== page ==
Peace be with you!
Divides run deep in societies: African Americans vs. Caucasians, rich vs. poor, abled vs. disabled, and [whatever “it” is] that divides your community. The events following the Michael Brown shooting in Ferguson, Missouri have shined a light on the deep need for healing and reconciliation in the community. My step-dad, Kim, keeps asking if we have gone back to the 1960s when segregation was still prevalent. As the protests and other events continue in Ferguson, the deep-seated emotions overrun any peaceful resolutions in the near future.
Exodus opens with the oppression of the Israelites by the Egyptians. The new Pharaoh does not know Joseph and is fearful of the Israelites who are numerous and could join forces with the Egyptians’ enemies (Exodus 1:8-10). The Pharaoh’s goal is to weaken the Israelites’ numbers, and he tries to do so in three ways. First, the Pharaoh enslaves the Israelites to build two new supply cities, Pithom and Rameses (Exodus 1:11). The Pharaoh hopes the heavy labor would be too much for the Israelites and decrease their numbers. Second, when their numbers continue to increase, the Pharaoh instructs the midwives to the Hebrews, Shiphrah and Puah, to kill the male babies but to allow the female ones to live (Exodus 1:16). However, the midwives respect and serve God and allow the male Hebrew babies to live (Exodus 1:17). Third, the Pharaoh demands the Egyptians to throw all of the male Hebrew babies into the Nile River (Exodus 1:22). However, God and the women go against the Pharaoh. God blesses the Israelites with children, even when they are enslaved and physically exhausted (Exodus 1:12). Using God-fearing midwives who protect innocent life, God works against the Pharaoh to keep his promises to Abraham and Jacob.
When a Levite couple has a son, the wife hides the baby for three months until he grows too big (Exodus 2:1-2). The mother plasters a papyrus basket with bitumen and pitch and put the baby in it to float down the Nile River (Exodus 2:3). The idea must have been terrifying for the mother as she puts her faith in God by trusting he will protect her son in the river. However, the mother trusts God will send her son to a person and place where he will be able to grow up.
The baby’s sister follows the baby and sees the Pharaoh’s daughter take the basket out of the river when she goes down to bathe (Exodus 2:4-5). The baby’s sister approaches the Pharaoh’s daughter and asks, “Do you want a Hebrew woman to nurse the baby?” (Exodus 2:7). Pharaoh’s daughter says, “Yes, take the child and I will pay you wages” (Exodus 2:8a, 9). The Hebrew girl goes and gets her mother to nurse the baby (Exodus 2:8b). When the child grows up, the Hebrew woman gives him back to Pharaoh’s daughter who names him Moses – the one drawn out of the water (Exodus 2:10). Even the Pharaoh’s daughter has sympathy for the Israelites and saves the one who, in the providence of God, will rebuke the Pharaoh and take the Israelites out of Egypt.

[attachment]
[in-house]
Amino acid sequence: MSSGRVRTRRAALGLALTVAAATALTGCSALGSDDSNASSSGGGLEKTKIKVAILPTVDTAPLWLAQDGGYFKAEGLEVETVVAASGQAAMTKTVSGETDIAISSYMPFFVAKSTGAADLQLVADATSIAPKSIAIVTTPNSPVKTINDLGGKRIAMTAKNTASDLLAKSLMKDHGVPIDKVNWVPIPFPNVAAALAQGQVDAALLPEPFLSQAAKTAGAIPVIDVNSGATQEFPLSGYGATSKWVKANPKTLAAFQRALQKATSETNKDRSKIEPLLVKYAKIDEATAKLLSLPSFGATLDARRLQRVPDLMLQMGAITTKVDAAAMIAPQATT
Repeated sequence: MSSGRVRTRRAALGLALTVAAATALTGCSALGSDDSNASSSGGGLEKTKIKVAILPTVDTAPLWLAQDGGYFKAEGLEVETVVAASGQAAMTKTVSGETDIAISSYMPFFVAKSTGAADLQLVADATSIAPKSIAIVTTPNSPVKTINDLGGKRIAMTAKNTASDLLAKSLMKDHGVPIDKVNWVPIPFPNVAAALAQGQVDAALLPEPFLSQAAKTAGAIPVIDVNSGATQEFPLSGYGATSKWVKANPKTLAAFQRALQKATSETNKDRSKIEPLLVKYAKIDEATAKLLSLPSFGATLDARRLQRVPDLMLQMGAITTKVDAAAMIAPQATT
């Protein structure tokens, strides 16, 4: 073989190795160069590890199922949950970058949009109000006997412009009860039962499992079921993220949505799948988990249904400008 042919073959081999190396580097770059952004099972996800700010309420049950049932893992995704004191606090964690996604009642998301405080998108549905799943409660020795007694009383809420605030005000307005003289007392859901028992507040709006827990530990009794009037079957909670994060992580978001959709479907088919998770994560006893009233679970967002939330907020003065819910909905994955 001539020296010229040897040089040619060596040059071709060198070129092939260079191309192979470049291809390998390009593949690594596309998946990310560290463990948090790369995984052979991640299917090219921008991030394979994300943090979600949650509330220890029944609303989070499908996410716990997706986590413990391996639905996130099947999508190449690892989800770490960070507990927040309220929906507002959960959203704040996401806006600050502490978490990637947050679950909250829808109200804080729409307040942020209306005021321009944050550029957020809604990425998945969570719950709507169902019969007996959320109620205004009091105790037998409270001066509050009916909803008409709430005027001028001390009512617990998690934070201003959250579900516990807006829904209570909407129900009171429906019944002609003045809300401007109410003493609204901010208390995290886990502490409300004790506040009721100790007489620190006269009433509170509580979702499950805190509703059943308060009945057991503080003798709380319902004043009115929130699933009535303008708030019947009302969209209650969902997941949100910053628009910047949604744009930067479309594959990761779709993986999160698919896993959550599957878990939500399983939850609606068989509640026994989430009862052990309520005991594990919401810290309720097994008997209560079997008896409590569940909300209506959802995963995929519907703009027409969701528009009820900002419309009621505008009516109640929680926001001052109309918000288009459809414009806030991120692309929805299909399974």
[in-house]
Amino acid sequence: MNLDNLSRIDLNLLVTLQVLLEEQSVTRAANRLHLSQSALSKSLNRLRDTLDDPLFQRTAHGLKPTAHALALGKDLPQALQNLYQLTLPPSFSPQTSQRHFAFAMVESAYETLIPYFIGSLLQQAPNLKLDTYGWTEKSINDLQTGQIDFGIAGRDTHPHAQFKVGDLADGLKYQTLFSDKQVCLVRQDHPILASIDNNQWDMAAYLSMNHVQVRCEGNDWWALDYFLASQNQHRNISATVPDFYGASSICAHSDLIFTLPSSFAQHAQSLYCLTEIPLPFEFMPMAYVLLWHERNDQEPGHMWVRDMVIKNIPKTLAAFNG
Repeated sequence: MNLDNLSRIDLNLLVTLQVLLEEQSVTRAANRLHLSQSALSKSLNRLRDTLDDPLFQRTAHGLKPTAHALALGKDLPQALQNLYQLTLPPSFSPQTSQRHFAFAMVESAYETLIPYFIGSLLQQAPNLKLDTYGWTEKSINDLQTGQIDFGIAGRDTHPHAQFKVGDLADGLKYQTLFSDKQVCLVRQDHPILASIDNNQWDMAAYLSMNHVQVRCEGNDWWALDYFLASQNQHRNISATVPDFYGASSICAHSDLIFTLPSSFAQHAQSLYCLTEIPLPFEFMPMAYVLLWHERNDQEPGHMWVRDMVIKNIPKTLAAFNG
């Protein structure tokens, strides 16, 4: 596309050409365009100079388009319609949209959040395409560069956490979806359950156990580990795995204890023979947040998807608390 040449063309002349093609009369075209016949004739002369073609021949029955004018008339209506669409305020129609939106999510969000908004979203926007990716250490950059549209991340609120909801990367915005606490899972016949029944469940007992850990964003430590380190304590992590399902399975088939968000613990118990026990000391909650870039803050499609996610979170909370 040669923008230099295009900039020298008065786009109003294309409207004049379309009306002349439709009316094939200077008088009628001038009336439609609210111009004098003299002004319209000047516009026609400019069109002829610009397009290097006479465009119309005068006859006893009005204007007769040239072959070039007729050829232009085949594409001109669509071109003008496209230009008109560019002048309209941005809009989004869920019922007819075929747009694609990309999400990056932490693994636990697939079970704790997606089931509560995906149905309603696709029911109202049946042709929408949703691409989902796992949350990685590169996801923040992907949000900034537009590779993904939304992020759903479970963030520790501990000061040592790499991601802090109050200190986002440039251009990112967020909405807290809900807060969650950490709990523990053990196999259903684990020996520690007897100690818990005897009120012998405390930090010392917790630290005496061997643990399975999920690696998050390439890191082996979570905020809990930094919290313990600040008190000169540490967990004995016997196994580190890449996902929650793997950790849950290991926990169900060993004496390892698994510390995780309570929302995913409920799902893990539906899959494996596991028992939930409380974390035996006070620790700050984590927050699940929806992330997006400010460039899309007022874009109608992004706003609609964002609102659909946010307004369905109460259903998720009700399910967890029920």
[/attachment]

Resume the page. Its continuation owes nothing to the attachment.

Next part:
God claims the Israelites as his people and continues to bless them, even when they live in a foreign land. God protects his people from genocide through the two midwives and Pharaoh’s daughter. As we continue exploring Exodus in the coming weeks, we will see the Israelites struggle with their identity as God’s chosen people.
As we struggle to understand the Ferguson situation, may God lead us to find long-lasting salvation. God sent Jesus to break down the divisions in the world by healing and lifting up the oppressed through peace and reconciliation (Ephesians 2:14-15). God hears the cries of the people in Ferguson, like he heard the Israelite’s cries in Egypt, and he will deliver the people out of oppression. God will heal the people in Ferguson through the peace and salvation of Jesus Christ.
Thanks be to God!
Dear Heavenly Father, Thank you for saving Moses through Pharaoh’s daughter. Help us to break divisions among us. Lead us to heal the oppressed through the grace, peace, and love of Jesus Christ. Thank you for giving us the identity as your people. Amen.
Please answer the following reflective questions in the comments below. Please agree to disagree and be respectful to each other. (If you have not already done so, please also take a moment, to sign the behavior covenant by commenting on it.) You can answer as many questions as you would like.
- What kinds of divisions are you affected by? How do they affect your life or identity? How can you be apart of the reconciliation God brings into the world through Jesus Christ rather than being part of the problem?
- What does it mean to be God’s people?
- How do you experience salvation?